Following the spinoff of IBM's managed infrastructure services business in 2021, the majority of IBM's data centers reside in third-party managed locations. The company has developed and negotiated lease terms that enable IBM to engage and collaborate with landlords to improve the efficiency of support infrastructure toward meeting its goal.
¹ Power usage effectiveness (PUE) is the ratio of the total energy consumed by the data center divided by the energy consumed by the IT equipment. The closer the value is to 1, the more energy efficient the data center and its cooling delivery are.
² Includes only those data centers that remained with IBM after the Kyndryl spinoff.
Renewable electricity consumption
IBM made its first purchase of renewable electricity in 2001. In February 2021, the company established its third-generation renewable electricity procurement goal: to procure 75% of the electricity IBM consumes globally from renewable sources by 2025, and 90% by 2030. The amount includes renewable electricity in the grid mix IBM receives from utilities or energy retailers, and renewable electricity for which IBM specifically contracts over and above the renewables in the grid.
IBM increased its consumption of renewable electricity to approximately 2,068,000 MWh in 2021, representing 64.2% of its total electricity consumption, up from 59.3% in 2020. That includes 49.3% contracted directly from power suppliers and 14.9% already in the electricity mix we received from the grid. The increase was due to additional contracted purchases of renewable electricity in the United States, India, and multiple European countries — and keeps IBM on track to meet our current goal of 75% by 2025.
Even though we strive to do so one day, it is not possible today or in the foreseeable future for IBM to actually consume 100% of electricity from renewable sources given our physical presence in more than 100 countries along with the need for uninterrupted power, which is usually only made possible today by the use of fossil fuel and nuclear generation sources.
Data center renewable electricity consumption
Data centers continued to account for most of IBM’s global electricity consumption. In 2021, 67% of the electricity consumed in our data centers came from renewable sources, including both contracted and grid-supplied, up from 61% in 2020. IBM’s data centers include 72 that were supplied with 100% renewable electricity during 2021, although they still depend on backup power from fossil fuels when renewable sources become interrupted. These 2021 results include data centers that were part of IBM’s managed infrastructure services business for 10 months before that business was spun off, and many of those were in IBM-owned or managed locations. Going forward, most of IBM’s data centers are expected to be housed in co-location spaces managed by third parties.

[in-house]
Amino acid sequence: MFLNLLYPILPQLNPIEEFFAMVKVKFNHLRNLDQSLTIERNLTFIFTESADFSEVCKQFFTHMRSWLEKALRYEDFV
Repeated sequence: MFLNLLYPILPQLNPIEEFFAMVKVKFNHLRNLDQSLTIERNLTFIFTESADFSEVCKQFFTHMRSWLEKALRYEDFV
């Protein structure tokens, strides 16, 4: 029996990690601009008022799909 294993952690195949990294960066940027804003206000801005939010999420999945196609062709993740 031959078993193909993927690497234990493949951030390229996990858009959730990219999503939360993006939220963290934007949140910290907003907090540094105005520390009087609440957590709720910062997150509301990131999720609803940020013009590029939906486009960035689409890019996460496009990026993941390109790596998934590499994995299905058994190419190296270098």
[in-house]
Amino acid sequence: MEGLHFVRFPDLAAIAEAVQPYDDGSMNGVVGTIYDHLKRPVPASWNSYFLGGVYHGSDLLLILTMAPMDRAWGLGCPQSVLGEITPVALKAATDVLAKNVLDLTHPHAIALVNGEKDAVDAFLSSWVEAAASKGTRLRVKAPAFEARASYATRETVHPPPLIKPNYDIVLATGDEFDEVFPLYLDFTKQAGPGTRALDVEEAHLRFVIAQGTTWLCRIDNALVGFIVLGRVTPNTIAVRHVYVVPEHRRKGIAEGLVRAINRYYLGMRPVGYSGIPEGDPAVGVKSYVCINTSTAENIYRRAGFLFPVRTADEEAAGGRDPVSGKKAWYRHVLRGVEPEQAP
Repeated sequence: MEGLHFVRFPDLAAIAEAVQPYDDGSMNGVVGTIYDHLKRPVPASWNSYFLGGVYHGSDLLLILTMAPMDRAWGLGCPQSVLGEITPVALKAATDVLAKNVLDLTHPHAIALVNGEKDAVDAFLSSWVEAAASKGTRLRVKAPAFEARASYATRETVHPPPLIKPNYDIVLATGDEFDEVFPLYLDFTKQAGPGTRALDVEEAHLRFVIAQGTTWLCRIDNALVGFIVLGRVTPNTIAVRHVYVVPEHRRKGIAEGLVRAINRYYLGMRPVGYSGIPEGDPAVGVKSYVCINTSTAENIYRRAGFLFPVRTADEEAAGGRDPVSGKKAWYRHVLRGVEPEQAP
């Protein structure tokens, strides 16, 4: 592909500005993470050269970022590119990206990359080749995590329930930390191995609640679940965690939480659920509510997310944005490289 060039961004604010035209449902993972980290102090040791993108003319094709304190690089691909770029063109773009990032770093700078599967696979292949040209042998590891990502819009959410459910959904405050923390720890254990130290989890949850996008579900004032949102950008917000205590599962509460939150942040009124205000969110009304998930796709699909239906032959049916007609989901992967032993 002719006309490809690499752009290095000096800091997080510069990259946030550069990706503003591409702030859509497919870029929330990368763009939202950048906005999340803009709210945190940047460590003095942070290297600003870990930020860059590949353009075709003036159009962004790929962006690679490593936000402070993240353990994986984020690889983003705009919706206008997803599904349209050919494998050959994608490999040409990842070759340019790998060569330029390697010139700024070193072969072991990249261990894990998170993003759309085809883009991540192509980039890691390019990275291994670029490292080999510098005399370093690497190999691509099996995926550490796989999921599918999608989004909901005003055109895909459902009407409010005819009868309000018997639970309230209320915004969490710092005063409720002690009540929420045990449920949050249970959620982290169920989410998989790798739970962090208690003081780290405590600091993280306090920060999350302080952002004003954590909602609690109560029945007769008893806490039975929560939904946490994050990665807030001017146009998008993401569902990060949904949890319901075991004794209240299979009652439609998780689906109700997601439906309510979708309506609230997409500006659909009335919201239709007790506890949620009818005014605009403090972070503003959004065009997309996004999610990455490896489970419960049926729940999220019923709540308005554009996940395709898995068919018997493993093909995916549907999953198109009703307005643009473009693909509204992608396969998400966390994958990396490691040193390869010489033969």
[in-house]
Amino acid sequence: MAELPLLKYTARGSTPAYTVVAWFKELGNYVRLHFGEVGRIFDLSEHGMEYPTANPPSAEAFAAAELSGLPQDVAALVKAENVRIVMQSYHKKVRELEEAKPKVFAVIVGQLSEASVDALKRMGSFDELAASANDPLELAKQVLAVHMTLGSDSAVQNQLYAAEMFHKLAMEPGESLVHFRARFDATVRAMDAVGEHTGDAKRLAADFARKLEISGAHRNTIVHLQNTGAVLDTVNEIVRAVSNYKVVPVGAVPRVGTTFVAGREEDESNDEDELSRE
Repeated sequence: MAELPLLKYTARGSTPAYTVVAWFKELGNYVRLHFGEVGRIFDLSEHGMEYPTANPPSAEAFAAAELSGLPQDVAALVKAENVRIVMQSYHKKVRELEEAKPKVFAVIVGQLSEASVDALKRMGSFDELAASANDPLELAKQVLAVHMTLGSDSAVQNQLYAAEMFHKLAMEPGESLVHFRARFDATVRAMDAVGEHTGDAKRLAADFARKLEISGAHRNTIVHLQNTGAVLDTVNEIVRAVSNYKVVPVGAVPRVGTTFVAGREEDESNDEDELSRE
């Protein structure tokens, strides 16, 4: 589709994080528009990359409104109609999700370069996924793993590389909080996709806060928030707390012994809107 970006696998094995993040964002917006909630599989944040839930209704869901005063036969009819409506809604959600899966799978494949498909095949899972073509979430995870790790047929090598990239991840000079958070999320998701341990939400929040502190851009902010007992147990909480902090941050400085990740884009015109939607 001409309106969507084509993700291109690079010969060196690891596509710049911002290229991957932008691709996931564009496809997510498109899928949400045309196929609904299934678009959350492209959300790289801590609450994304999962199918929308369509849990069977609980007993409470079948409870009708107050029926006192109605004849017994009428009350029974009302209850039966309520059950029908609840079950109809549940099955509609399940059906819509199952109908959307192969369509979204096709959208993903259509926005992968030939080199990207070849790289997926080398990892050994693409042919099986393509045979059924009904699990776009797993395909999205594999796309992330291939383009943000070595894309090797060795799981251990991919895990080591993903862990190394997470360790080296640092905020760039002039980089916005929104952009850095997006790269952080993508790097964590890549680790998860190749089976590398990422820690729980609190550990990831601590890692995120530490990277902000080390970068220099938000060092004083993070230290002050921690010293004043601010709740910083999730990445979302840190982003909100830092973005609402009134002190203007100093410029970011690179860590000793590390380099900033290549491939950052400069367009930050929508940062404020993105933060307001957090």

To learn more about the company's progress toward its renewable electricity goal and sources of renewable electricity, please see:
Procurement strategy and reporting
Our reporting of renewable electricity consumption counts only what is generated in the grid regions where our consumption actually occurs. We do not rely upon the purchase of unbundled renewable energy certificates to comprise any “percent renewable” if we cannot credibly consume the electricity those certificates represent. Our definition of “grid region” aligns with how the US Energy Information Administration defines power balancing authorities’ territories. We apply the same concept for other jurisdictions.
Renewable electricity procurement strategy
IBM's strategy is to purchase renewable electricity that is generated in the grid regions where our consumption of electricity occurs. Our definition of "grid region" aligns with how the US Energy Information Administration¹ defines power balancing authorities' territories. We apply the same concept for other jurisdictions. By aligning with this definition of grid region, we ensure that the renewable electricity we purchase can physically flow from point of generation to point of consumption when the time of its generation and our consumption coincides. This also creates incentives for our electricity suppliers to increase their renewable electricity offerings in the places where we actually have demand for such power.